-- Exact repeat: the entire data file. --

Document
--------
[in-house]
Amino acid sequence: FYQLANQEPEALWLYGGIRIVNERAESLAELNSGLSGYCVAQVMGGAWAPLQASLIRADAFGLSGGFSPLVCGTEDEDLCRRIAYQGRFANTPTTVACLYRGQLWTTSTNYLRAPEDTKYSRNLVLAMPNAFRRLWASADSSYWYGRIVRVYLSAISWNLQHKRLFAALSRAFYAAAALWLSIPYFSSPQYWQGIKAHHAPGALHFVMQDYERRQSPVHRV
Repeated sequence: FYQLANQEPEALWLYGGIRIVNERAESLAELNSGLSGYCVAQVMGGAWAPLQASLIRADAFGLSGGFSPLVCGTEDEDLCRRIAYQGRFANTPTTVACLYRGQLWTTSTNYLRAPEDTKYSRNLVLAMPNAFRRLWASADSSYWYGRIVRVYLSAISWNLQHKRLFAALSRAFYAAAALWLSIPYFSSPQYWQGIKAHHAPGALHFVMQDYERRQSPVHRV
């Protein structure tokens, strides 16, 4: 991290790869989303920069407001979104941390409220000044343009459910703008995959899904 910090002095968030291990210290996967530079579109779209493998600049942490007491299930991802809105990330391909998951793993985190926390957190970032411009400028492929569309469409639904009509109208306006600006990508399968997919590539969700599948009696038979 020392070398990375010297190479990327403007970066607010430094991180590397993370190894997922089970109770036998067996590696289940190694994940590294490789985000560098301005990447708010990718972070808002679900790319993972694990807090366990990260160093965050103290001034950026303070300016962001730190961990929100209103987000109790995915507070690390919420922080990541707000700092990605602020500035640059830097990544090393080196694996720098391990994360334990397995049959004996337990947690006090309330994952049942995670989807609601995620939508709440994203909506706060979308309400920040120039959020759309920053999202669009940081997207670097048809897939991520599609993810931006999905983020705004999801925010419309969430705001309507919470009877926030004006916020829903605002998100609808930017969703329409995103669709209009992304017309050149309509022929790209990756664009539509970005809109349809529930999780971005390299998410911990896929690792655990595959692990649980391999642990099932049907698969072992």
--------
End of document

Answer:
[in-house]
Amino acid sequence: FYQLANQEPEALWLYGGIRIVNERAESLAELNSGLSGYCVAQVMGGAWAPLQASLIRADAFGLSGGFSPLVCGTEDEDLCRRIAYQGRFANTPTTVACLYRGQLWTTSTNYLRAPEDTKYSRNLVLAMPNAFRRLWASADSSYWYGRIVRVYLSAISWNLQHKRLFAALSRAFYAAAALWLSIPYFSSPQYWQGIKAHHAPGALHFVMQDYERRQSPVHRV
Repeated sequence: FYQLANQEPEALWLYGGIRIVNERAESLAELNSGLSGYCVAQVMGGAWAPLQASLIRADAFGLSGGFSPLVCGTEDEDLCRRIAYQGRFANTPTTVACLYRGQLWTTSTNYLRAPEDTKYSRNLVLAMPNAFRRLWASADSSYWYGRIVRVYLSAISWNLQHKRLFAALSRAFYAAAALWLSIPYFSSPQYWQGIKAHHAPGALHFVMQDYERRQSPVHRV
């Protein structure tokens, strides 16, 4: 991290790869989303920069407001979104941390409220000044343009459910703008995959899904 910090002095968030291990210290996967530079579109779209493998600049942490007491299930991802809105990330391909998951793993985190926390957190970032411009400028492929569309469409639904009509109208306006600006990508399968997919590539969700599948009696038979 020392070398990375010297190479990327403007970066607010430094991180590397993370190894997922089970109770036998067996590696289940190694994940590294490789985000560098301005990447708010990718972070808002679900790319993972694990807090366990990260160093965050103290001034950026303070300016962001730190961990929100209103987000109790995915507070690390919420922080990541707000700092990605602020500035640059830097990544090393080196694996720098391990994360334990397995049959004996337990947690006090309330994952049942995670989807609601995620939508709440994203909506706060979308309400920040120039959020759309920053999202669009940081997207670097048809897939991520599609993810931006999905983020705004999801925010419309969430705001309507919470009877926030004006916020829903605002998100609808930017969703329409995103669709209009992304017309050149309509022929790209990756664009539509970005809109349809529930999780971005390299998410911990896929690792655990595959692990649980391999642990099932049907698969072992």